German Velasco


German Velasco is an author and lecturer whose work is directed at enhancing individual and organizational effectiveness in a diverse world by providing tools for communication and understanding across cultural differences. In his work German Velasco offers strategic visions, counsel and creative solutions that stimulate fairness, justice and well-being.

To read more about German Velasco, please click ABOUT .

Most recent article:

How Our Preconceptions Can be Limiting

Baby meets tree in a nicely illustrated childrens’ book or—as often happens—a parent points at a tree and carefully pronounces the word tree. Most likely, that baby will become an adult and will never have the experience of discovering a tree in his life. From that moment onwards the child grasps the concept of tree.

Grasping and creating a concept of something is a very practical, useful and unconscious mechanism to learn quickly about the world around us. We use concepts and we trust those concepts in our daily life. When you are driving down a road and you see a massive tree separating the lanes of the road, you don’t ignore the tree. You avoid it. And you don’t stop and touch, smell and look at the details of the tree in order to confirm that indeed the object is a tree.

Now if you were driving down the same road and instead of the tree you saw an amorphous dense pink cloud the size of a bus—part vapor, part water, part thin, metal-like cloth, almost solid yet apparently soft like a skinless gigantic water balloon of undecipherable texture—no concept for this thing would be available in your internal library.

Our internal database allows us to feel comfortable in the world by understanding most things around us, or at least it allows us to have that impression. Thanks to this library of concepts, we don’t need to verify our reality every moment. Even if we haven’t climbed every mountain, navigated every river and touched every stone, we know what these things are.

So this library or database is a very practical mechanism that allows us to get out of our house every morning and face a normal world, rather than feeling panicked by navigating amid totally unknown surroundings. We don’t need to reconfirm that plants are plants and the pavement is solid enough to support the car we are driving (as opposed to being a soft gray sticky chewing gum.)

We relax and feel safe in familiar environments. I imagine that psychologists can explain the connection between this mechanism and our sanity. My comments here come strictly from what I have observed in my own experience. Everywhere I have been, humans like to feel a familiarity with their surroundings. On the other side of the coin, something unfamiliar can quickly start to take the shape of a potential threat. In the face of something unfamiliar, we may tense up.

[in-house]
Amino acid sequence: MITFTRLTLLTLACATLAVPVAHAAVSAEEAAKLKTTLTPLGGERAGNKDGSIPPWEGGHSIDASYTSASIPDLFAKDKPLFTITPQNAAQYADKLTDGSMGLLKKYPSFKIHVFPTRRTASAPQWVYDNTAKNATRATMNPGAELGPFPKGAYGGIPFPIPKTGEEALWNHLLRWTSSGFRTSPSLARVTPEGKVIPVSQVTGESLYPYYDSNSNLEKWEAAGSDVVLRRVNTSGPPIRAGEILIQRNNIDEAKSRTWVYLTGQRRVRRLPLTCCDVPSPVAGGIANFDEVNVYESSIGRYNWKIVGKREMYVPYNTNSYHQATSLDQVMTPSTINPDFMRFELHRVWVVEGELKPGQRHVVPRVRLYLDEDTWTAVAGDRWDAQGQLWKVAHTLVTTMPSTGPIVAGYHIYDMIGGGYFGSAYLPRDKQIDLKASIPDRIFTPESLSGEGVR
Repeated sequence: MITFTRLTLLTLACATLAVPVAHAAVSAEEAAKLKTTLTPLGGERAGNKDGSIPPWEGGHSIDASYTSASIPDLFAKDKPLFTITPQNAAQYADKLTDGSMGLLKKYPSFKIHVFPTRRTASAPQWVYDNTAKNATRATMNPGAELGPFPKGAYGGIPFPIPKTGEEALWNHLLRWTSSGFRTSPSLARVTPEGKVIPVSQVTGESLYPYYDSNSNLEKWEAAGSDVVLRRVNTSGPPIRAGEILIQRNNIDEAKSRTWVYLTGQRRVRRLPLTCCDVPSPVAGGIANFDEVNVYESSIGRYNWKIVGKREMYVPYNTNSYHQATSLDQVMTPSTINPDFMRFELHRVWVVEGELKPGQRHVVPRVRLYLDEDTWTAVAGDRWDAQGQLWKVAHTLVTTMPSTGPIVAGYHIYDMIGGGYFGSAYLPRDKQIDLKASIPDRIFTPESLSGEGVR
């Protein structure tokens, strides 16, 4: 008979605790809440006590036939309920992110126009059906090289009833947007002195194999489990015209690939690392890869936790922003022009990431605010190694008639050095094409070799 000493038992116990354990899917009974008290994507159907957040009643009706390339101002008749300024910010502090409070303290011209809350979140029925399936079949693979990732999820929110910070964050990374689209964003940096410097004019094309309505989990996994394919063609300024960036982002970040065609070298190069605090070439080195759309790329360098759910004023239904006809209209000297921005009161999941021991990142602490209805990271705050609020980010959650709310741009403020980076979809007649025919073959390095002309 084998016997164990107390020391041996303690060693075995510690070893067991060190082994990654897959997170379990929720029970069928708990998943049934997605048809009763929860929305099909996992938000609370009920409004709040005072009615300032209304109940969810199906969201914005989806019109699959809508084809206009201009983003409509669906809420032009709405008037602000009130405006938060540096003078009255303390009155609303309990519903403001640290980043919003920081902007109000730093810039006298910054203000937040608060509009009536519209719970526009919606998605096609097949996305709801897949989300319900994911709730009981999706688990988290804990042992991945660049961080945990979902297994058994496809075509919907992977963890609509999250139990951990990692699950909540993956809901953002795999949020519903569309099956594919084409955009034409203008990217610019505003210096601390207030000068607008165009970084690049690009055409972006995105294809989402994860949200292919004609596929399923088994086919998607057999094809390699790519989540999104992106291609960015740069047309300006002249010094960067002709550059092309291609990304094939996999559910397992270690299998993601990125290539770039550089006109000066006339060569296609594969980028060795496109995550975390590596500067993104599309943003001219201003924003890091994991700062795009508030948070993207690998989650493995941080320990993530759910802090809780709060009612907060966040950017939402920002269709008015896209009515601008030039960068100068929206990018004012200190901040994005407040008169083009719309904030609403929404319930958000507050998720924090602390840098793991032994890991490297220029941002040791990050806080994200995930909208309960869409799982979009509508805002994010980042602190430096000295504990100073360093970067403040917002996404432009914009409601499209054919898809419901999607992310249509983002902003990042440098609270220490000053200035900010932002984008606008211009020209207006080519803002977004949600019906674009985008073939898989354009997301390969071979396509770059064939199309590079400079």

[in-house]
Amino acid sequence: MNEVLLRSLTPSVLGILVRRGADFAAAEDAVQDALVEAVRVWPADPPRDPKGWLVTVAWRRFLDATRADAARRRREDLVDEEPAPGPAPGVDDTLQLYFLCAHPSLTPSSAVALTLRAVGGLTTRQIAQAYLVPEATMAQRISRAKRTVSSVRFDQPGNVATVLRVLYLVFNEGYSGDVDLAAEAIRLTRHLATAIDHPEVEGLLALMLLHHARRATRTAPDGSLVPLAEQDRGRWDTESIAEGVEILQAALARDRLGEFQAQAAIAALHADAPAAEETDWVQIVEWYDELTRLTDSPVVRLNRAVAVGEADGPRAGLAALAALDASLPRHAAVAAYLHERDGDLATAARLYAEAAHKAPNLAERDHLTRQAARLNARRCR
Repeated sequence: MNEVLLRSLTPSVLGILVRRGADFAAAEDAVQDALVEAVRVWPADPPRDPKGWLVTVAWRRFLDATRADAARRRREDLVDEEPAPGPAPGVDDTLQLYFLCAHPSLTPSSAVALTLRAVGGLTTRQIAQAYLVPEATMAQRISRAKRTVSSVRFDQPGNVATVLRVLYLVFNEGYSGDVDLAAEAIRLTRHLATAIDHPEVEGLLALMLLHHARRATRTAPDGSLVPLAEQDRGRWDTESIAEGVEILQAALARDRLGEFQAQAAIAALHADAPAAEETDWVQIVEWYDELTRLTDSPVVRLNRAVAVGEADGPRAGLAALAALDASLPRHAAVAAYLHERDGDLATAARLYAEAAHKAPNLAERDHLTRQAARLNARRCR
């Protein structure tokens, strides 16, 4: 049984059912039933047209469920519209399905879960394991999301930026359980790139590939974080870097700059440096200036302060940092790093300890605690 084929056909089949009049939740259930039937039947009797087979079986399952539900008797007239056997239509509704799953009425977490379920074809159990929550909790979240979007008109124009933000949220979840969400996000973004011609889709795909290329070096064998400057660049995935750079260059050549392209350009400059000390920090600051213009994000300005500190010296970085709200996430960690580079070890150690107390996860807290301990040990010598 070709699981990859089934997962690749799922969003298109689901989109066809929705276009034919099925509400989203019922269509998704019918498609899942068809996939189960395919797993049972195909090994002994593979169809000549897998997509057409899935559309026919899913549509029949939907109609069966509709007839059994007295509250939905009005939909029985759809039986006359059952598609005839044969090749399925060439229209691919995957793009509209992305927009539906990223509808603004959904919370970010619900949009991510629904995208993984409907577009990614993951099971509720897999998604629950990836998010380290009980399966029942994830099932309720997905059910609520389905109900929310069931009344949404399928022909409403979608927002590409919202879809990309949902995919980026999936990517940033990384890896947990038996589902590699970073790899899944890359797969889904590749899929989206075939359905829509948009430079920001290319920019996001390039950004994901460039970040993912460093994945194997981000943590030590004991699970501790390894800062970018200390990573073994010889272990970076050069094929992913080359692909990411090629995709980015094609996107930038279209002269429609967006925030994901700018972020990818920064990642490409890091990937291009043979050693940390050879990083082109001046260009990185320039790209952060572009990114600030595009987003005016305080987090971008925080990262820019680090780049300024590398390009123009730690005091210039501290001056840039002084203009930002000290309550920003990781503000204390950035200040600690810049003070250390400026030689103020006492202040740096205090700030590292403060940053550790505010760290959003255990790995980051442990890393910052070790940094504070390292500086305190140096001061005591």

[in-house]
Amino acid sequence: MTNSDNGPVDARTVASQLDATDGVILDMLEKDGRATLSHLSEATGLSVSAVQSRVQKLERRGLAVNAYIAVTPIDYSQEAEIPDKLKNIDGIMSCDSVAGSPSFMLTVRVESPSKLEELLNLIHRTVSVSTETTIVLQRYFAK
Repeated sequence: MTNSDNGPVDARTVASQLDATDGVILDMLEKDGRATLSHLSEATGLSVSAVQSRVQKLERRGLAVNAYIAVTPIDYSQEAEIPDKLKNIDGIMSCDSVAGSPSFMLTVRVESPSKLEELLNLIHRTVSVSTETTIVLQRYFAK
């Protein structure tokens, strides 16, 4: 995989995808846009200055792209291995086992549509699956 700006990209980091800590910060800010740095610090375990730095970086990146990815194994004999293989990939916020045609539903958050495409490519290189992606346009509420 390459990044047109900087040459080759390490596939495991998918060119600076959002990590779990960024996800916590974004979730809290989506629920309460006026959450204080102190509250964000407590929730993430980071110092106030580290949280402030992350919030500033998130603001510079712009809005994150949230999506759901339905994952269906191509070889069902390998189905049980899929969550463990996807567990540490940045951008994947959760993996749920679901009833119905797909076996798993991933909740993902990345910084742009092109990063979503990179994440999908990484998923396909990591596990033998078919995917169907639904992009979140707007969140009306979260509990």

A fair clarification here: I know we are all different, and among us humans there are plenty adventurers who rejoice in the adrenalized state of facing the unknown and they may even choose an entire lifestyle around that experience. I am talking about our most typical human nature.

I venture to say that the large majority of human beings unconsciously like a great deal of familiarity with their surroundings: the more familiar, the better. Most humans would probably choose to stay in their country, their town, their neighborhood, close to their nuclear and extended family, stick with the familiar pharmacist, the doctor, and send their children to the school down the road.

The trade off of this daily soothing mechanism for our psyche is that we cheat ourselves of experiencing some delightful aspects of life; some perhaps as simple as meeting a tree in all of its magnificence as a living organism by spending a full hour focused just on one single tree. The worse trade-off, however, I find is that we are so absolutely used to relying upon concepts in lieu of the actual thing that we carry this tendency to the people realm as well. We create concepts of people and we tend to label people in groups.

This grouping of people can make our lives confusing indeed. Our instinct for familiarity tends to make us trust those who look like ourselves more than other people who don’t look as much like us. This search for affinity may be expressed in racial characteristics, age, gender, dress style or any other expression of humanity. This bias toward the familiar deceives us and can even be dangerous because the foe could very well be very similar looking to oneself, while the savior could be very different looking. Until I become conscious about my automatic mechanism, I can make really bad judgements and decisions.

Understanding and acknowledging this mechanism to trust the familiar (admittedly necessary to some degree) can open up our experience of life to newer levels. It can break imaginary barriers and teach us that oftentimes, it’s not really our intuition that is turning the warning light on inside us, but only the lack of familiarity. Then, we can relax more, explore the world, travel to exotic places, meet different people, discover different ways of living life, and allow ourselves the opportunity to live more freely.  Copyright: GE Velasco 2014


Cross-Cultural Competency for the Judicial System (Presenter: German Velasco)

State of Nevada Bar Association  –  Las Vegas, Nevada

Tuesday September 16th